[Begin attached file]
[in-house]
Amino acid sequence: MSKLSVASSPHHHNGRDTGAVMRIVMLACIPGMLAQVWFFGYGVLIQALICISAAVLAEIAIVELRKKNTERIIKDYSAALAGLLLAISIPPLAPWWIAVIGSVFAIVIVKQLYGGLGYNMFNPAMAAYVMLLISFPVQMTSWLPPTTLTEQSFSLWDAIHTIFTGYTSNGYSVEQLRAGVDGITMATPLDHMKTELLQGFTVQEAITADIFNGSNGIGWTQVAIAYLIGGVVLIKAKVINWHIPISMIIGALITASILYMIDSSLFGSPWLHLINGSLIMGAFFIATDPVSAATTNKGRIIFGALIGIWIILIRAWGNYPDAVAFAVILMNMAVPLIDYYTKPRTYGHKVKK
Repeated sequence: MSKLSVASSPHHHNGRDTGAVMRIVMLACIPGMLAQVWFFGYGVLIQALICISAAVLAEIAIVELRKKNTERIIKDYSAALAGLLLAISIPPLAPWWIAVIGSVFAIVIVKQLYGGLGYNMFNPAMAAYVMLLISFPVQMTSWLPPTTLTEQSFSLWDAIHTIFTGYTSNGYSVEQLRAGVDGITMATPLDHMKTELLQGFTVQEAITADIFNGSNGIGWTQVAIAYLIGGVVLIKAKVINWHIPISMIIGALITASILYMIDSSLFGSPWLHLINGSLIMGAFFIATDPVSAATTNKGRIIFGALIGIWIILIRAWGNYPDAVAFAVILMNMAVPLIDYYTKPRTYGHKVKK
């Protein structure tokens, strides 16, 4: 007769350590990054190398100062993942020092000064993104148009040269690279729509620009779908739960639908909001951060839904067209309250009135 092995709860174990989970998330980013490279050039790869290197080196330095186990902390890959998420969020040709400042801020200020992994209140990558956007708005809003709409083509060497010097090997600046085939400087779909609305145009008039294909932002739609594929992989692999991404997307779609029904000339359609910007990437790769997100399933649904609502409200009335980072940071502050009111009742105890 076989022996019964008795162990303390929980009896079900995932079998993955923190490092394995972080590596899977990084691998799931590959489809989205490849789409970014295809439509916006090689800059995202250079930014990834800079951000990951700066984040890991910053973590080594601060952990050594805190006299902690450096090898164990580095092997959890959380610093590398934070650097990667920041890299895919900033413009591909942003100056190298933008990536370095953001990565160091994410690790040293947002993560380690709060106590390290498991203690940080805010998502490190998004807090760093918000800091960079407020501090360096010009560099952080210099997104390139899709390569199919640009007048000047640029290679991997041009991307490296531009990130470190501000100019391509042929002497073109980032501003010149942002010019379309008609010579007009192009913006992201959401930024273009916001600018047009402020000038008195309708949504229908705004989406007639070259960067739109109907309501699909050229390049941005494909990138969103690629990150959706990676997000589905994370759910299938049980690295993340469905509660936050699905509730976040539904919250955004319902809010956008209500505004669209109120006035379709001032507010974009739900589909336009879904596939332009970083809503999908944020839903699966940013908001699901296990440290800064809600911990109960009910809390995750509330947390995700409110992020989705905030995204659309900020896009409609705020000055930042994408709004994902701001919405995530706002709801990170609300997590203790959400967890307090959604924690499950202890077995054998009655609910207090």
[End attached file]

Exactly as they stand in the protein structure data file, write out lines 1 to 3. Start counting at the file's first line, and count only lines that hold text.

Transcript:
[in-house]
Amino acid sequence: MSKLSVASSPHHHNGRDTGAVMRIVMLACIPGMLAQVWFFGYGVLIQALICISAAVLAEIAIVELRKKNTERIIKDYSAALAGLLLAISIPPLAPWWIAVIGSVFAIVIVKQLYGGLGYNMFNPAMAAYVMLLISFPVQMTSWLPPTTLTEQSFSLWDAIHTIFTGYTSNGYSVEQLRAGVDGITMATPLDHMKTELLQGFTVQEAITADIFNGSNGIGWTQVAIAYLIGGVVLIKAKVINWHIPISMIIGALITASILYMIDSSLFGSPWLHLINGSLIMGAFFIATDPVSAATTNKGRIIFGALIGIWIILIRAWGNYPDAVAFAVILMNMAVPLIDYYTKPRTYGHKVKK
Repeated sequence: MSKLSVASSPHHHNGRDTGAVMRIVMLACIPGMLAQVWFFGYGVLIQALICISAAVLAEIAIVELRKKNTERIIKDYSAALAGLLLAISIPPLAPWWIAVIGSVFAIVIVKQLYGGLGYNMFNPAMAAYVMLLISFPVQMTSWLPPTTLTEQSFSLWDAIHTIFTGYTSNGYSVEQLRAGVDGITMATPLDHMKTELLQGFTVQEAITADIFNGSNGIGWTQVAIAYLIGGVVLIKAKVINWHIPISMIIGALITASILYMIDSSLFGSPWLHLINGSLIMGAFFIATDPVSAATTNKGRIIFGALIGIWIILIRAWGNYPDAVAFAVILMNMAVPLIDYYTKPRTYGHKVKK